Today I will hang a show of works inspired by Monet and created by members of an Internet artists community (an email list) so it seemed serendipitous to read your letter from Monet’s garden. After one of the members visited that “non-descript” village and then posted her photos for others to see or to paint, we discussed how artists create their own environments to use as inspiration or subject. Email conversations being what they are, we were soon discussing having a show of works of both Monet’s garden and our own — not a virtual show on the web, but a real show in a bricks and mortar building.
(RG note) “Real Gardens/Virtual Friends” is another example of where artists who meet on the net get together in the real world. This show is in Georgia, USA with paintings from artists in 28 different locations. Some ofthese virtual friends will meet face to face for the opening weekend to paint together and share conversations about art, ideas and life as an artist. More about the show at www.PaintL.org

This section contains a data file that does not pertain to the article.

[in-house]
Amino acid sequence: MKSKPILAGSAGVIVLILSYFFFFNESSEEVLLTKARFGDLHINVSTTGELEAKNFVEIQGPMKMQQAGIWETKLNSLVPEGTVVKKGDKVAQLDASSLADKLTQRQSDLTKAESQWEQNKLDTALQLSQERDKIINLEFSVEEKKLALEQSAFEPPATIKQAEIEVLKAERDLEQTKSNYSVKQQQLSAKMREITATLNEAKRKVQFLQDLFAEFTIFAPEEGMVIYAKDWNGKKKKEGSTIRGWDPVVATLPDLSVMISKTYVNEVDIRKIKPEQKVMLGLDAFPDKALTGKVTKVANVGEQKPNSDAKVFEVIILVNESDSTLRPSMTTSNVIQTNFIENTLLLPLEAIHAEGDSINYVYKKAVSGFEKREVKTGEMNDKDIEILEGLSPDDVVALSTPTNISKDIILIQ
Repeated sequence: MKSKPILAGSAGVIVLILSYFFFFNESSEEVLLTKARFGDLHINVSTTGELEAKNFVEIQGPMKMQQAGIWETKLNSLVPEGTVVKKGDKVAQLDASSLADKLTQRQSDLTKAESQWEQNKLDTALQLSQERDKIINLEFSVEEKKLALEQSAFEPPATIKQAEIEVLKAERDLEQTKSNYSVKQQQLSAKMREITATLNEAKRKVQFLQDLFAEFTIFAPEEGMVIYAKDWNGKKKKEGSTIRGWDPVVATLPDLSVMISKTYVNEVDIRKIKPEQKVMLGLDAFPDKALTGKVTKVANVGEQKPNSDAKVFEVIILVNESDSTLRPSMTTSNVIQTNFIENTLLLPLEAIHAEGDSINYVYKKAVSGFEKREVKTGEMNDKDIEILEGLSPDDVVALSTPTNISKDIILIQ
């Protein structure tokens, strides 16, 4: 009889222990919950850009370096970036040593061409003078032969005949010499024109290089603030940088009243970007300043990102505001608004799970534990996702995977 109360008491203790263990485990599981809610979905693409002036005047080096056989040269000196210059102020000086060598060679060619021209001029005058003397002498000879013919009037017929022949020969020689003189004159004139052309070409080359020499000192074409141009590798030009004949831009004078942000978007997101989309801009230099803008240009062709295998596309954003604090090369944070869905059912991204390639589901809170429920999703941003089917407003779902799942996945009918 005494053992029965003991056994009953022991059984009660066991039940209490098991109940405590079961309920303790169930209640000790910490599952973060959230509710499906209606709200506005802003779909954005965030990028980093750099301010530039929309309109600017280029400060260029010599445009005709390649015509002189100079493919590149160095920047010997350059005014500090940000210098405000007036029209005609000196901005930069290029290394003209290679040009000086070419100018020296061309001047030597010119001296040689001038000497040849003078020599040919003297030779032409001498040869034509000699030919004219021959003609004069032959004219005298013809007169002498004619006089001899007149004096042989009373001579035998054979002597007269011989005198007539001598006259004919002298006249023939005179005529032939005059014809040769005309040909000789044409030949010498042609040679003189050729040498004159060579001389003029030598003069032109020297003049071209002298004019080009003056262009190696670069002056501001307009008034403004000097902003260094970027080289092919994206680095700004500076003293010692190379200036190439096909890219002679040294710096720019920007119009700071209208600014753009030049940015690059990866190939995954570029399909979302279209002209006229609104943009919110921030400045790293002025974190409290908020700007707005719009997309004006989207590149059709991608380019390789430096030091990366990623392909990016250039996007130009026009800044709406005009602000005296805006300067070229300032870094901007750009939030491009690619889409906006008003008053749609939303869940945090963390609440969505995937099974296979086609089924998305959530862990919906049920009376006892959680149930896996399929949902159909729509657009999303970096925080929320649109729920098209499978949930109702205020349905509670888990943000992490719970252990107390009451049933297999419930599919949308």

Artist produces 17 oil pastels every day
by Donna Underwood, Middleton, Annapolis Valley, N.S., Canada
I do 17 spontaneous oil pastels every day. I work fast and furious; what wants to come out, comes out. Last fall I was ready to trash my art and I went through this little black hole and I came out the other side with a box of pastels. I call my oil pastels “Art from the heart!” Because of the speed I do these, there is no way I can plan and execute these images, I just let them pour out. I spend about 5 minutes on each image or until the title pop into my head and then I know it is finished. Such fun and such an energy charge.
Inspiration from mind’s eye, not theories
by Susan-Rose Slatkoff